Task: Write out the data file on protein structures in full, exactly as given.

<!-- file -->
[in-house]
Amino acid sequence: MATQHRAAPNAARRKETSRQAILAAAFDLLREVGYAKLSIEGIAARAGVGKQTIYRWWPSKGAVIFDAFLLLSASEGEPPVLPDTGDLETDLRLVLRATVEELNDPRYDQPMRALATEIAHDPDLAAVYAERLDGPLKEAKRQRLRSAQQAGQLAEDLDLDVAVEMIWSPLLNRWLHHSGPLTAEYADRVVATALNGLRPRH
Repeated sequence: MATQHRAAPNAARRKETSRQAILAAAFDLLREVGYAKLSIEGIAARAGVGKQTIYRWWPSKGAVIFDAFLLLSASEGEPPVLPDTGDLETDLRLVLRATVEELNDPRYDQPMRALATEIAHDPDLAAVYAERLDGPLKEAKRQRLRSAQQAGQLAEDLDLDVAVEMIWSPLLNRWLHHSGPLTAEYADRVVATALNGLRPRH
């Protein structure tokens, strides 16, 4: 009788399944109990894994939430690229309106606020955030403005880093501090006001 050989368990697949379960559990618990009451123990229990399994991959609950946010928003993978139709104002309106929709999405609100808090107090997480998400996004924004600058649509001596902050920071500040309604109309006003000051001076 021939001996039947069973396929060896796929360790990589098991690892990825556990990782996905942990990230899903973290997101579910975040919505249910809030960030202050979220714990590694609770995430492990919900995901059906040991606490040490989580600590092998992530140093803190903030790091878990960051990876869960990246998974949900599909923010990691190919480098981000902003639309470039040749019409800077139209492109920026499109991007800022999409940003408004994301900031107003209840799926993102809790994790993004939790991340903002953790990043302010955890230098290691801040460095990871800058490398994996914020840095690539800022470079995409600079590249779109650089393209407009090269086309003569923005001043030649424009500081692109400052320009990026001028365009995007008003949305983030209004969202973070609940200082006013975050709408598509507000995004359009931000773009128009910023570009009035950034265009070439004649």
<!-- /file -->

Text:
[in-house]
Amino acid sequence: MATQHRAAPNAARRKETSRQAILAAAFDLLREVGYAKLSIEGIAARAGVGKQTIYRWWPSKGAVIFDAFLLLSASEGEPPVLPDTGDLETDLRLVLRATVEELNDPRYDQPMRALATEIAHDPDLAAVYAERLDGPLKEAKRQRLRSAQQAGQLAEDLDLDVAVEMIWSPLLNRWLHHSGPLTAEYADRVVATALNGLRPRH
Repeated sequence: MATQHRAAPNAARRKETSRQAILAAAFDLLREVGYAKLSIEGIAARAGVGKQTIYRWWPSKGAVIFDAFLLLSASEGEPPVLPDTGDLETDLRLVLRATVEELNDPRYDQPMRALATEIAHDPDLAAVYAERLDGPLKEAKRQRLRSAQQAGQLAEDLDLDVAVEMIWSPLLNRWLHHSGPLTAEYADRVVATALNGLRPRH
């Protein structure tokens, strides 16, 4: 009788399944109990894994939430690229309106606020955030403005880093501090006001 050989368990697949379960559990618990009451123990229990399994991959609950946010928003993978139709104002309106929709999405609100808090107090997480998400996004924004600058649509001596902050920071500040309604109309006003000051001076 021939001996039947069973396929060896796929360790990589098991690892990825556990990782996905942990990230899903973290997101579910975040919505249910809030960030202050979220714990590694609770995430492990919900995901059906040991606490040490989580600590092998992530140093803190903030790091878990960051990876869960990246998974949900599909923010990691190919480098981000902003639309470039040749019409800077139209492109920026499109991007800022999409940003408004994301900031107003209840799926993102809790994790993004939790991340903002953790990043302010955890230098290691801040460095990871800058490398994996914020840095690539800022470079995409600079590249779109650089393209407009090269086309003569923005001043030649424009500081692109400052320009990026001028365009995007008003949305983030209004969202973070609940200082006013975050709408598509507000995004359009931000773009128009910023570009009035950034265009070439004649």